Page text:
Tom Mighell (5:27:27 PM):
BBIAS -- doing the laundry. AFK
Dennis Kennedy (5:30:06 PM):
I like sites with a strong business orientation - TCOB, as they say in the IM world. Here are two solid ones: SearchCIO's Best CIO Web Links on Instant Messaging Index and TechRepublic Instant Messaging Spotlight. Both sites will give you some ideas about how IM is changing business communication.
Dennis Kennedy (5:30:33 PM):
Sorry, got ahead of myself there.
Tom Mighell (5:34:46 PM):
BAK - Gee, I've got some catching up to do.
Tom Mighell (5:36:43 PM):
As long as we're talking about business communication, we need to discuss the rules. Nancy Flynn wrote a book called Instant Messaging Rules in 2004 -- it will set you back $20 to buy it, but she gives away 10 of them at Ten Tips on Using IM. Good things to keep in mind before using instant messaging in the workplace.
Dennis Kennedy (5:41:45 PM):
What will the impact of instant messaging be on the practice of law? Should litigators be learning about IM for purposes of discovery? Greg McCurdy and Martha Dawson of Preston Gates have authored an article called "Are Instant Messages Discoverable?" Get the PDF. Courts are already starting to rule that instant messages can be admissible. Read more. That's probably just the tip of the iceberg.
Tom Mighell (5:42:07 PM):
In IM: Instant Malaise?, we learn about what might happen if we donít pay attention to the rising growth of instant messaging.
Dennis Kennedy (5:45:09 PM):
Speaking of IM rules and etiquette, there's a great article, IMHO, called "10 Tips for Using Instant Messaging in Business" on the Microsoft Australia site. Some people even see IM starting to replace email. See "Instant Messaging Replacing Email?"
Tom Mighell (5:46:29 PM):
You're right -- some experts predict that the volume of instant messaging will easily outpace that of e-mail, and soon. So it's important to make sure that lawyers and their clients know the risks inherent in IM technology. Here are a few articles that discuss the issue: Instant Messaging and Compliance Issues: What You Need to Know; Instant Messaging -- Managing Risks and Rewards; Instant Insecurity: Security Issues of Instant Messaging; and A Strategy for Corporate Instant Messaging in 2005.
Dennis Kennedy (5:49:03 PM):
IM and security concerns seem to go hand in hand. For those interested in even more information on security, check out the Secure Instant Messaging Blog. For even more technical information and the latest in IM news, try Instant Messaging Planet.
Dennis Kennedy (6:00:02 PM):
We're starting to sound too much like lawyers with all this talk about security and discovery. What about some resources explaining the benefits of instant messaging? Here's a good white paper on some of the business benefits: "Instant Messaging for Enterprises: How it Works, Key Benefits and Enterprise Requirements". The recent article "Businesses are getting the (instant) message" covers the topic well, too. But, instant messaging is also fun. Let's end with the topics of multi-tasking, emoticons and IM acronyms.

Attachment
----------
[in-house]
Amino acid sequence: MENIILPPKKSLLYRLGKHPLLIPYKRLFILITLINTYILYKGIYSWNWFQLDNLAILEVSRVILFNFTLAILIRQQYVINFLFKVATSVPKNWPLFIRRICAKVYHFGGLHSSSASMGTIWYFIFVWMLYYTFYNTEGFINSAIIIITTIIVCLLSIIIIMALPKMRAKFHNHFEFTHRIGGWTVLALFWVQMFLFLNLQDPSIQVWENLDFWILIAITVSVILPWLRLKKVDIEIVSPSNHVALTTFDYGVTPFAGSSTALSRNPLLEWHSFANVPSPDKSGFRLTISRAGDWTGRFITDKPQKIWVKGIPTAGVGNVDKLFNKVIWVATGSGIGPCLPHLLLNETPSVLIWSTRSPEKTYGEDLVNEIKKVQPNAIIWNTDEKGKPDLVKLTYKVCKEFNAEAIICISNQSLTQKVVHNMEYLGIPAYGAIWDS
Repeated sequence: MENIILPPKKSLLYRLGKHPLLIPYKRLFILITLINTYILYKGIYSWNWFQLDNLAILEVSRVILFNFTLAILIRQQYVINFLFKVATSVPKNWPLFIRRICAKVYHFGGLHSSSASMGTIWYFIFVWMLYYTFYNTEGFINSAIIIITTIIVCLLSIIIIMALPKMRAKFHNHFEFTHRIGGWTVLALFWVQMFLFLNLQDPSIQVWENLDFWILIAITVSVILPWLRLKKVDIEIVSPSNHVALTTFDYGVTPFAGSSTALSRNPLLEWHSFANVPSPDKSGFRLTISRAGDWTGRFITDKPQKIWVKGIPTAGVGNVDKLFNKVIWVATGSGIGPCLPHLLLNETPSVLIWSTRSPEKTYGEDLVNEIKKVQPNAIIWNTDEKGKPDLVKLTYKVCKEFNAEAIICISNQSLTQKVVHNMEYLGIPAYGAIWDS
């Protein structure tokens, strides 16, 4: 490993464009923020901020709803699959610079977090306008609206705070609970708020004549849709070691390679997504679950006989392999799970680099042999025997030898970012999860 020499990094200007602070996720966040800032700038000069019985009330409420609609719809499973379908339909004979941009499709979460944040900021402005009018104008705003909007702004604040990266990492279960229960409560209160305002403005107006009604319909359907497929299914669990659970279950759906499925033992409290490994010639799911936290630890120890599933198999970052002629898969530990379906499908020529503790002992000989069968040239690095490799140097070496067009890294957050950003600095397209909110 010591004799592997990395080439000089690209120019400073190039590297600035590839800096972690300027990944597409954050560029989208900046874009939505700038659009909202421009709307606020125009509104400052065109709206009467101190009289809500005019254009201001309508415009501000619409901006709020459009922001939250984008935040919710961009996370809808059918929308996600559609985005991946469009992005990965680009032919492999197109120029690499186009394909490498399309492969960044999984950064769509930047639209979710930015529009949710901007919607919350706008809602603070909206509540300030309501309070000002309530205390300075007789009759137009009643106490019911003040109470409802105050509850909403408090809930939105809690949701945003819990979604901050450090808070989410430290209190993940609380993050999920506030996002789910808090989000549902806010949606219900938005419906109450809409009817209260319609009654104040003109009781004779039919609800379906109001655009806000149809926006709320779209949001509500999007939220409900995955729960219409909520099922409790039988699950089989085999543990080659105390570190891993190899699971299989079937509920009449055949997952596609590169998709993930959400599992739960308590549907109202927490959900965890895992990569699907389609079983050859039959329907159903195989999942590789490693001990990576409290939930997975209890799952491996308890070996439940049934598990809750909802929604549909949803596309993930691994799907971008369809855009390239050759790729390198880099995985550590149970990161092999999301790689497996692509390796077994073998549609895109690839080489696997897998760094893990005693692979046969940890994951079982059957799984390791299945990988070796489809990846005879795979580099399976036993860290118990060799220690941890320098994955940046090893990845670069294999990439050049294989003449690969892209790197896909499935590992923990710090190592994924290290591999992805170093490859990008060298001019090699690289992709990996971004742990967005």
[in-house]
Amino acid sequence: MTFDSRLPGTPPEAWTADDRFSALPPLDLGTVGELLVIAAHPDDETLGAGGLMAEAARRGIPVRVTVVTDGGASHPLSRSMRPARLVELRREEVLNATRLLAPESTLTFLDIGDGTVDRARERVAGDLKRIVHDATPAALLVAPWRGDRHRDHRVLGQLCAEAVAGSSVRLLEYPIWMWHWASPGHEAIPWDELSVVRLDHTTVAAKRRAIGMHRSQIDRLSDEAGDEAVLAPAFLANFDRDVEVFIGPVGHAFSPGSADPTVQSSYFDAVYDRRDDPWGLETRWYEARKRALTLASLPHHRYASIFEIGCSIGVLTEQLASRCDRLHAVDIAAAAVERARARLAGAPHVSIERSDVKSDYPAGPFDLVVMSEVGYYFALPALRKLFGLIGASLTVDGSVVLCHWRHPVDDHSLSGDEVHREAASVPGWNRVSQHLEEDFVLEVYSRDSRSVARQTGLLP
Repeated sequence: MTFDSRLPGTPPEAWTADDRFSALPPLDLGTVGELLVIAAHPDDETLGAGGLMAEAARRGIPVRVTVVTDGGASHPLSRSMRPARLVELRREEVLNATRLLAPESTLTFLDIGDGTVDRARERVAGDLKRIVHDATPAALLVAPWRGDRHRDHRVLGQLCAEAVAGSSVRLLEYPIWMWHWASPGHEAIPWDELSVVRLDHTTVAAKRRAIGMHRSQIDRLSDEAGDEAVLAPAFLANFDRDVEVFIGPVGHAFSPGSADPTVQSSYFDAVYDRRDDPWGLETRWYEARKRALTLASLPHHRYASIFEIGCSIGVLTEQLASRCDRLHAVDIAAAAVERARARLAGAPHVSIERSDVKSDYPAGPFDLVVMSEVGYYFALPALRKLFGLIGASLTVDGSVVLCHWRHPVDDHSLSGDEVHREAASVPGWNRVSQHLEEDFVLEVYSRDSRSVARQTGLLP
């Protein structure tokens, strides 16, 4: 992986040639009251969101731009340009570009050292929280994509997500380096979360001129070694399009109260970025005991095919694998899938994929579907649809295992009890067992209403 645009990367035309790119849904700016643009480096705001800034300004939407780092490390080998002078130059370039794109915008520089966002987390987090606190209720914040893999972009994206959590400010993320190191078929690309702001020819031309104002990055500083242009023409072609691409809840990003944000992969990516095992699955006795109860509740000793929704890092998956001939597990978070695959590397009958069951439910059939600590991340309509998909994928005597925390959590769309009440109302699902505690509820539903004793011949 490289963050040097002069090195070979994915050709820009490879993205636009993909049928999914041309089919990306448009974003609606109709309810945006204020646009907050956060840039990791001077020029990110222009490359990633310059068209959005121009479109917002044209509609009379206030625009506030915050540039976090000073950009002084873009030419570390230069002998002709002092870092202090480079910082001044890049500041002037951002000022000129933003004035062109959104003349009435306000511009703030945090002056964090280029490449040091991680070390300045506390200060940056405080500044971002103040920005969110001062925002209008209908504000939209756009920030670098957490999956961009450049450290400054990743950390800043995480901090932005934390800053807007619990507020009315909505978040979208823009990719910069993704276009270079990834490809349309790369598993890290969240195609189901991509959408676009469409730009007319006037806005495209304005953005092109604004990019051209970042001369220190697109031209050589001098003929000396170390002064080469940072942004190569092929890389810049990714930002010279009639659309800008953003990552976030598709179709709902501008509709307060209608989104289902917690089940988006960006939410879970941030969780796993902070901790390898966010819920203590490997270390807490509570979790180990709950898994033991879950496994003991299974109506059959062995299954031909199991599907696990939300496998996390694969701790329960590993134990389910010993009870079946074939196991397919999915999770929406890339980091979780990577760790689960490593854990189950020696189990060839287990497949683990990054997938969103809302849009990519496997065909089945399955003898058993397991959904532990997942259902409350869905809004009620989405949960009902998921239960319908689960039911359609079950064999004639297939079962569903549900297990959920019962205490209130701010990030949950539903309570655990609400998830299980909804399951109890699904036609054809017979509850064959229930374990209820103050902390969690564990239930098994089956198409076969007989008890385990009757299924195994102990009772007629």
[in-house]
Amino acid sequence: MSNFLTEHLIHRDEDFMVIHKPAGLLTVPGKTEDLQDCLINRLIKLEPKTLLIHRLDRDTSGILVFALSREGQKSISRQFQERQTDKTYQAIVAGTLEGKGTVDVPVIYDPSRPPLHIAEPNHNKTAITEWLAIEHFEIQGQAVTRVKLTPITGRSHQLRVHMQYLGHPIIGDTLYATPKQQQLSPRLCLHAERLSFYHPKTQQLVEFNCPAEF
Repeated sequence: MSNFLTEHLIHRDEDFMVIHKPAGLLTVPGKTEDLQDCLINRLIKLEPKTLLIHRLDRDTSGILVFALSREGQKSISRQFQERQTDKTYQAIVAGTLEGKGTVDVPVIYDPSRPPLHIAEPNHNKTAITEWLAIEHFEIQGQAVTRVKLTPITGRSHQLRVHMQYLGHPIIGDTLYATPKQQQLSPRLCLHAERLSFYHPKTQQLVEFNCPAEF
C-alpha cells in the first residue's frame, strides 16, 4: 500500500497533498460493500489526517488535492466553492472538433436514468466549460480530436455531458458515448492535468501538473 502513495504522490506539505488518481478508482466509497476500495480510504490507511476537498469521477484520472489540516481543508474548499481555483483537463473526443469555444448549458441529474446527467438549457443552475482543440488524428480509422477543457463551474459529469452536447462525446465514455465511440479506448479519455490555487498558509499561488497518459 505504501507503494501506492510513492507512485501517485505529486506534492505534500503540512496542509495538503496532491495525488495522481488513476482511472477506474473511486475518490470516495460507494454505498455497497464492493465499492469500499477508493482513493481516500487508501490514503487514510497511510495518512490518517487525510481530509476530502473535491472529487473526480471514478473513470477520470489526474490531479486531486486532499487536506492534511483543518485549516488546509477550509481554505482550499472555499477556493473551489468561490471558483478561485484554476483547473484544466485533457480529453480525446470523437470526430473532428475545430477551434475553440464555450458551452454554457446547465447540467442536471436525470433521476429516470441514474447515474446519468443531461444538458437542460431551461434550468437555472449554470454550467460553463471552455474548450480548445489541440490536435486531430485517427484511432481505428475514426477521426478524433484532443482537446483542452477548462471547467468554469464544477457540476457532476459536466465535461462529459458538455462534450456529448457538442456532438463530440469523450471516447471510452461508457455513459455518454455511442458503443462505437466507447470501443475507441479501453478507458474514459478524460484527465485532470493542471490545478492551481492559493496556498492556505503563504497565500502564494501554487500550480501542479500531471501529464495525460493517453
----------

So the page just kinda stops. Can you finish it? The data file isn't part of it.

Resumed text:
Tom Mighell (6:00:30 PM):
Wait! Wait! I have one more semi-serious site: Messaging Pipeline is another techno-centric page, but on all messaging in general. So in addition to learning about IM, you can also receive helpful information on e-mail, spam, and any other type of messaging technology.
Tom Mighell (6:03:50 PM):
NOW we can have fun.
Dennis Kennedy (6:07:56 PM):
Instant messaging opens up new realms of multi-tasking. A great starting point on the topic is "The Art of Multi-Tasking". There is already serious concern about the impact of electronic multi-tasking on our society.
Dennis Kennedy (6:17:33 PM):
We're even seeing academic studies of IM styles of communication that deal with the practice of using acronyms and emoticons. Some have suggested that, generally speaking, men write in the way they speak in IM, while women write like they write. I find that I consciously try to write like I am, well, speaking.
Dennis Kennedy (6:19:25 PM):
OTOH, we don't want to ignore the famous or infamous study that suggested that "constant e-mailing and text-messaging reduces your intelligence by 10 IQ points - an effect more damaging than smoking marijuana". Read the story.
Dennis Kennedy (6:24:11 PM):
AYK, there is a heavy usage of emoticons (the little smiley faces) and acronyms in the world of IM. It can be a little disconcerting to see someone start a sentence with "IANAL, . . . ." Some sites to peruse include smileytown.com and smileycentral.com, the Emoticon to RealLife Conversion Manual, and the Instant Messenger Handbook, but be warned -- there are some language issues here.
Tom Mighell (6:28:25 PM):
And if you want to decipher all of the acronyms we have been using in this session, check out NetLingoís Acronyms & Text Messaging page. Thereís an equally exhaustive listing of emoticons there, too. Well, IOH. Good talking with you.
Dennis Kennedy (6:30:59 PM):
Those emoticons have me LMAO. TTYL.
Tom Mighell (6:31:43 PM):